Delhi Last year’s stubbed toes in Delhi over India’s first shot at hosting the Commonwealth Games are still in the news in the wake of continued outrage at the national embarrassment caused by the widespread corruption that revealed shoddy construction and desultory preparations. The headlines were full of charges and counter charges as the special report on accountability has been made public. For the 45,000 families estimated to have been displaced by the Games, the memories are also still vivid and the experience still a daily grind. With the ACORN Delhi organizing team, I visited the ITO community across from the now vacant athlete dormitory (waiting for condo sales!).
ACORN India with partners is operating a homeless tent across the highway from the dorms where up to 60 or more are staying nightly, still unable to find replacement housing. This is one of 84 such homeless tents pitched about Delhi and provided by the Delhi Municipal Corporation. Looking over the edge of the expressway from the front of the tent I could see recycling sorting going on all around complete with weighing areas and bundling, all crammed next to rows of bicycle rickshaws which are once again the livelihoods of many of these ACORN members. Looking through a stack of membership applications and ACORN membership cards which also serve as Ids for many of these workers, the occupations were common: rickshaw puller, domestic workers, hawkers, and waste pickers predominated.
Walking through the neighborhood nearby was a little like walking through a recycling center with walls, much like our work in Dharavi in Mumbai. Doors were open that revealed ceiling high stacks of paper goods ready for recycling and then bundling. On the streets young workers hardly in their teens used threadbare tarps to catch papers being pushed off of trucks and then readied for sorting, bailing, and weighing for the brokers. In India there is no way to separate residence from livelihood for the poor, and every step through these crowed streets with life and work spewing out everywhere, reconfirmed that reality block by block.
Dharmendra Kumar, ACORN International’s Delhi director, explained to me that we had operated the tent here for four months and despite the fact that the DMC had only provided one month’s payment with three still owing for the work, we were trying to get them to agree to maintain the shelter for a full year or more, simply because it was so desperately needed. I won’t be surprised to see it again in six months when I return, just like the empty Games housing that will still be hoping for sales, and the demands for accountability for the Games that will still in all likelihood be full of more contention than convictions. The bitter residue of the Commonwealth Games still seems short on lessons learned even as the calendar more quickly turns.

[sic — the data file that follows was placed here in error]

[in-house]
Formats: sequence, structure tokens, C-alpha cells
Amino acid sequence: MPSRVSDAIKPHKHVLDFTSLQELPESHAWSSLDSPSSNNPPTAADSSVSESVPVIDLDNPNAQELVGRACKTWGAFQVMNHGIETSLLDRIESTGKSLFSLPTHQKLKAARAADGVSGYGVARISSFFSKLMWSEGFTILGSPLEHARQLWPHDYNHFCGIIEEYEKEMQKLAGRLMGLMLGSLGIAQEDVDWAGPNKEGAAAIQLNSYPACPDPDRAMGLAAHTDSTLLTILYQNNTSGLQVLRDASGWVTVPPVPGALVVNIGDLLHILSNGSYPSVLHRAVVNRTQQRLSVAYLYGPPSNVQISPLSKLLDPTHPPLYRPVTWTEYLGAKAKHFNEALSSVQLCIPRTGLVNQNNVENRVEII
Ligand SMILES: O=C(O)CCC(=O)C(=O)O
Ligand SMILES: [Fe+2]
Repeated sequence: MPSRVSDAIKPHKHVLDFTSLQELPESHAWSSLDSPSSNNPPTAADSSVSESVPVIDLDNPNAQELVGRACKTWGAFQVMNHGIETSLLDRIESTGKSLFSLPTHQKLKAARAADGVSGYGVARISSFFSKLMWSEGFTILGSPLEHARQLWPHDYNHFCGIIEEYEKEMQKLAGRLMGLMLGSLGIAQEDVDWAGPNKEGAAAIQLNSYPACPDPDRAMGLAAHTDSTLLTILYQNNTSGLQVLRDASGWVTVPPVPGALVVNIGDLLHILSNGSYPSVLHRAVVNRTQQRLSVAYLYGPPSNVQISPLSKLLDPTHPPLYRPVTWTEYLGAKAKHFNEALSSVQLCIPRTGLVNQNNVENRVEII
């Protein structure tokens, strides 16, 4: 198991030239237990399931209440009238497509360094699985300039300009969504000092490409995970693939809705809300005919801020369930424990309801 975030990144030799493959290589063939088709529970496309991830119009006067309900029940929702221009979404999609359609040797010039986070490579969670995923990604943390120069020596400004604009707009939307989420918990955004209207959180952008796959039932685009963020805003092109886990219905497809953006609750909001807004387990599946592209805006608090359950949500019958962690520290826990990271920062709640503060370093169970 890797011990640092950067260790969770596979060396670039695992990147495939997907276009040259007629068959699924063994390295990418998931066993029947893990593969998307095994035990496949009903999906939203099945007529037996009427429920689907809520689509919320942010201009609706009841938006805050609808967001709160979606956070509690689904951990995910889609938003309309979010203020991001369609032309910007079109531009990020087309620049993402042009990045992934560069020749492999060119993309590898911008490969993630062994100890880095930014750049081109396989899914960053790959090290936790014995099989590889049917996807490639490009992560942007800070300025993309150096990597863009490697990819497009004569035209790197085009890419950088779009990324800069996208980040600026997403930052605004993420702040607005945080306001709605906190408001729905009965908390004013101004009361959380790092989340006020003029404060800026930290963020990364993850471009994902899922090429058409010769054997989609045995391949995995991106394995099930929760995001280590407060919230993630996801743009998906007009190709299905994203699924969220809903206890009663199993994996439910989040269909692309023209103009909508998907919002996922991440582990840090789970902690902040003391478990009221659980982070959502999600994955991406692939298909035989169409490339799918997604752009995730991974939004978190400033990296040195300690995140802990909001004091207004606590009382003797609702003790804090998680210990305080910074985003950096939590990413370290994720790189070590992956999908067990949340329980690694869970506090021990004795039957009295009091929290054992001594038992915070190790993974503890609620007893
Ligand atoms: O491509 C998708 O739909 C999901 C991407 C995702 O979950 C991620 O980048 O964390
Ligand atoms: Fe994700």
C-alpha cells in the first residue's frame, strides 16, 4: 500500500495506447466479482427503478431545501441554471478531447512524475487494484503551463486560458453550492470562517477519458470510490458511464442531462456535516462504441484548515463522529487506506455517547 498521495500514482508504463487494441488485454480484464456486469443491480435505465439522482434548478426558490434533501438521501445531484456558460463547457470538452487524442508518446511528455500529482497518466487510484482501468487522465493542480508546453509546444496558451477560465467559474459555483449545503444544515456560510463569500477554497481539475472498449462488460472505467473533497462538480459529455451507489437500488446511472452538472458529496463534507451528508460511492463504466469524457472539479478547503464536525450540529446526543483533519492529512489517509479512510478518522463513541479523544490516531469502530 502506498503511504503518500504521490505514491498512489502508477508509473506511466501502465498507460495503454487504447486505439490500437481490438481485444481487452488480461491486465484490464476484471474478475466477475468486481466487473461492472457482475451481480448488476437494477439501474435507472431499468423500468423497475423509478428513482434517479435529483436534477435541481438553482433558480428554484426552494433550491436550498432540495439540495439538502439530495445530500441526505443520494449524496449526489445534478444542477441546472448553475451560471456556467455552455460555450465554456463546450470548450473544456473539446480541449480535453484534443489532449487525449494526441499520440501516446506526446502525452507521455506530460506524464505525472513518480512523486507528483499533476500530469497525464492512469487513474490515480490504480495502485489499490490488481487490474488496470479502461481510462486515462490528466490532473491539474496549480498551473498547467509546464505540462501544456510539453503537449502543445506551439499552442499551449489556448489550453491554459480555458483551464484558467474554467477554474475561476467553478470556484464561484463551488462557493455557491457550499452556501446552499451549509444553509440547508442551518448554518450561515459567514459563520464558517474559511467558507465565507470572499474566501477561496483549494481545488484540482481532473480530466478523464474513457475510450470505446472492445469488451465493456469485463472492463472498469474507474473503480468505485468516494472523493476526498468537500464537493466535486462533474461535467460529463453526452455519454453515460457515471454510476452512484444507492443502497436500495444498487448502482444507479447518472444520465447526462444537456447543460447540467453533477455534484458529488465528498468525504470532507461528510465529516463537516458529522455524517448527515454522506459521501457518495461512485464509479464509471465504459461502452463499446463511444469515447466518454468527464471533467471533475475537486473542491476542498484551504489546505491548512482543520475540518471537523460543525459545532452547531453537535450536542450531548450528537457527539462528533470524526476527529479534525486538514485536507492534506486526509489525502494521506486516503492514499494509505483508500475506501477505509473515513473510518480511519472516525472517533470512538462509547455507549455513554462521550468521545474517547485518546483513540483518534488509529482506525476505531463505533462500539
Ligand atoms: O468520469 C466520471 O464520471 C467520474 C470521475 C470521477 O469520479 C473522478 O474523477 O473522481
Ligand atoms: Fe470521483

Delhi The chai whalla was doing well because the meeting was starting slowly as drivers finished their last “school” runs and began drifting into the recruitment meeting in this section of East Delhi. It was a good spot across the thoroughfare from the licensing building where we had blocked traffic recently in protest of the slow work in getting licenses to our pullers. New flyovers for the expressway loomed over the area juxtaposing green fields with the stench of animals and squatter housing along the alleyway.
The meeting was moving along when there was a burst of discussion, almost seeming like arguing back and forth in Hindi, after Dharmendra had asked a question. He told me quickly that the drivers were debating wages: what they made versus a living wage. The debate raged another 5 minutes, until Dharmendra turned his head to me and said that they had agreed that 10000 rupees per month would be an excellent target goal for a living wage. At 43 rupees to the dollar, that’s a little more than $235 USD per month of work or something close to $8 USD per day. Hardly a princely sum, but it goes without saying it’s a long way from where the men stood now. Currently the men average about 150 rupees a day (about $3 USD per day) for a total of 4500 rupees per month.
Part of the reason for the back-and-forth had been the comparisons between the drivers on the daily sum that each had to pay the owner of the bicycle rickshaw. For most that was around 200 rupees. These were sharecroppers of the streets, taxi drivers on rubber and spoke.
The other part of the conversation that was most animated focused on the frequency of the police beatings and daily cane swipes the drivers were enduring as the countdown to the Commonwealth Games moved forward in earnest. Lacking a license was part of the problem, though most of their fares were concentrated in the short runs in the community to school or work or to carry goods or to get from the Metro somewhere else. The rest was that they could not always avoid crossing the major streets and intersections, and this was hell to pay. Cops were trying to move the traffic and saw the rickshaws as an impediment, and a caning was somehow the cure.
The licenses are the hardest to understand because they are now caught in the Indian bureaucratic slowdown. The court victory that lifted the ceiling on the number of licenses was secure, but now there were commissions and studies and anything the municipal corporation could devise to keep from actually issuing licenses to the drivers. It matters because for every day without a license the owners, and therefore the drivers, are paying daily bribes to the police from what they reported. Often about another 40 rupees per day.
There was no problem after an hour for these 25 new drivers to all agree to be at the meeting the following week to take the next steps in joining the organization and then making plans for organizing everyone in this area. The sun was a red outline in the haze of smoke, dust, and dusk as I moved through the traffic to the southern part of the city where I was staying.